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How To Tackle Your New Job: The 30 Day Checklist

October 25, 2017

Stepping into a new role, in a new environment, can be both exciting and nerve- racking. How do you approach your first few weeks at work? How do you handle the transition? What can you do to ramp up faster? Here's a simple 30 day checklist to help you transition into your new job smoothly!

Week 1

  • Keep an open mind and maintain an open attitude. You’re entering a fresh environment so be prepared to take in new ideas, new customs, and new challenges. Observe, listen, and learn. Even an experienced hire will discover that every company beats to a different rhythm. 
     

  • Memorize the names of all your colleagues. You’re not officially done easing into your new job until you know the names of those you will be spending 9 hours a day, 5 days per week working alongside.  
     

  • Familiarize yourself with everything that your company does, from top to bottom. This will help you understand how your work contributes to the functionality, development, and growth of the company, allowing you to make better judgements and decisions.
     

  • Ask questions, ask for help. Everyone knows you are new on the job. It won't come as a surprise to anyone that you have questions. Use this small window of opportunity to ask as many questions as possible! Your colleagues and managers won't be as obliging several months in when their expectations will be that you're all ramped up.

 

Week 2

  • Establish your reputation. First impressions matter and studies show they are difficult to change once established. Establishing your reputation early as someone who is driven, hardworking, prompt, reliable, and respectful will set you up for an easier transition and more upward momentum for growth in the company.

 

  • Take some time to learn the communication habits and structure people are using. Communication plays a big part in ensuring smooth operations in a workplace. Naturally, one of the first steps to easing into your new role is to adopt the communication code used by your colleagues. How do you report to your manager? Do you communicate with your colleagues through email or do you sidle up to their desk ad-hoc? Do you need to check in after the completion of each task or update the team during regularly scheduled meetings?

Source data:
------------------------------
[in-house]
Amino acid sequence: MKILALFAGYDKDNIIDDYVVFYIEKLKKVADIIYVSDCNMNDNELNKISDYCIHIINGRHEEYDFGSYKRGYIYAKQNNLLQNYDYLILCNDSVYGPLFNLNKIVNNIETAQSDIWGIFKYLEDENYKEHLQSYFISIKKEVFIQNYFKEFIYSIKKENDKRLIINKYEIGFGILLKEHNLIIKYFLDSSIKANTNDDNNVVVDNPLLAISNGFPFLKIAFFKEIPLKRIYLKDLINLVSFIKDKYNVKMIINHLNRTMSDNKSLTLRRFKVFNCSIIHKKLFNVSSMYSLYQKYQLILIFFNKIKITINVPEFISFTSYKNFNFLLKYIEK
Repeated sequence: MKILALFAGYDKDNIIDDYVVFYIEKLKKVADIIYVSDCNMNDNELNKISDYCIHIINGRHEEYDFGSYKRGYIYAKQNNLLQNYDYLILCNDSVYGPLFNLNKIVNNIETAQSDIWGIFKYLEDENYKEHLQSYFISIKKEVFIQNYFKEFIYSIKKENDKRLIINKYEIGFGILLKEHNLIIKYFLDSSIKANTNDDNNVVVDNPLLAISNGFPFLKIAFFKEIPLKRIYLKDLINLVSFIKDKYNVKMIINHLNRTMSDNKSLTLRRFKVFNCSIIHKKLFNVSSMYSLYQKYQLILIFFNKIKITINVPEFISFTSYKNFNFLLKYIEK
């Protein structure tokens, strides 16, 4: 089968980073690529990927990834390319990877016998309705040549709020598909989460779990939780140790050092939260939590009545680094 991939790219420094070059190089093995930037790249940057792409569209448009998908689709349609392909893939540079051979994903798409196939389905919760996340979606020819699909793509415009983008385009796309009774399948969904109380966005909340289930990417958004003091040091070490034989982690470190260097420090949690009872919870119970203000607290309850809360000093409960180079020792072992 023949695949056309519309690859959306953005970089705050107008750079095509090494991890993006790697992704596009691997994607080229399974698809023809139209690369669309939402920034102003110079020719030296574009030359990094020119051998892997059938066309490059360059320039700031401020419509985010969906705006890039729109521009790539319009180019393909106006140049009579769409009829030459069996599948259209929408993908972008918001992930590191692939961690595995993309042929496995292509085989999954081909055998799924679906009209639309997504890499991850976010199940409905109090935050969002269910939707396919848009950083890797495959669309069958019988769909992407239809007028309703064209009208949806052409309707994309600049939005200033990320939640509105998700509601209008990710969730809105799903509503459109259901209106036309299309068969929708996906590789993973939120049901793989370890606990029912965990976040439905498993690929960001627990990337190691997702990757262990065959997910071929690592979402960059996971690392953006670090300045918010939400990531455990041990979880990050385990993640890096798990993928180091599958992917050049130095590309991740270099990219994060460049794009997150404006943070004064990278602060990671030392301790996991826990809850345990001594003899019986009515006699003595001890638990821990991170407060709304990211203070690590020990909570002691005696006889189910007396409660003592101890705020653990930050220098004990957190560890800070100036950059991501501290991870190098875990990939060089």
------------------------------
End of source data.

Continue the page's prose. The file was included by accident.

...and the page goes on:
• Keep track of your daily work log. Make notes on what you’ve been working on. Even when and how much time you’ve spent working on them. This log will come in handy when you want to review your progress with your manager, and when you want to update your résumé and LinkedIn profile in the future.
     

  • Find a mentor if possible. Some companies offer internal mentorship programs in which you are paired up with a mentor. Again, a great strategy to help accelerate your transition process. If your company doesn't offer a mentorship program, a good alternative is to consult or even shadow a colleague that has been working in your role in the company for a longer period of time. While this person may not be able to provide as much support as an actual mentor, they should be able to share with you their experience working in the company and offer insights on how to achieve success in the role.

 

Week 3

  • Start building relationships with your manager and your colleagues. Since you’ll be spending a huge chunk of your daily life working in the company, relationship management is extremely very important. Empathy. Empathy. Empathy. Get to know your colleagues, understand who they are, what they are passionate about, and what takes priority in their work. 
     

  • Set up meetings with your team members to get a better understanding of the work environment. What’s the atmosphere like? What’s the company culture like? What are some of the unwritten rules or code of conduct that you should know about? Who are some people in the company that you should connect with for advice or mentorship? Inviting peers out for coffee or lunch helps you acquire the practical knowledge of your new workplace and it helps you start building rapport as mentioned in the previous point.

 

    

Week 4

  • Talk to your managers and establish expectations. Understand how your performance will be evaluated and what your managers like/dislike. You want to be sure that your expectations are aligned with your manager's expectations. The clearer these expectations are, the clearer your plan on what to focus your efforts on and how you can achieve those expectations will be.

Last but not least:

  • Know your capacity. While you will want to showcase your ability and prove yourself to your colleagues and managers, you should also be mindful of how much you can realistically deliver. You should absolutely be in turbo learning mode and volunteering for additional tasks is the best way to learn, ramp-up, and get recognition fast. But make sure you can deliver. Focus first on accomplishing your main tasks then take on more responsibilities with confidence.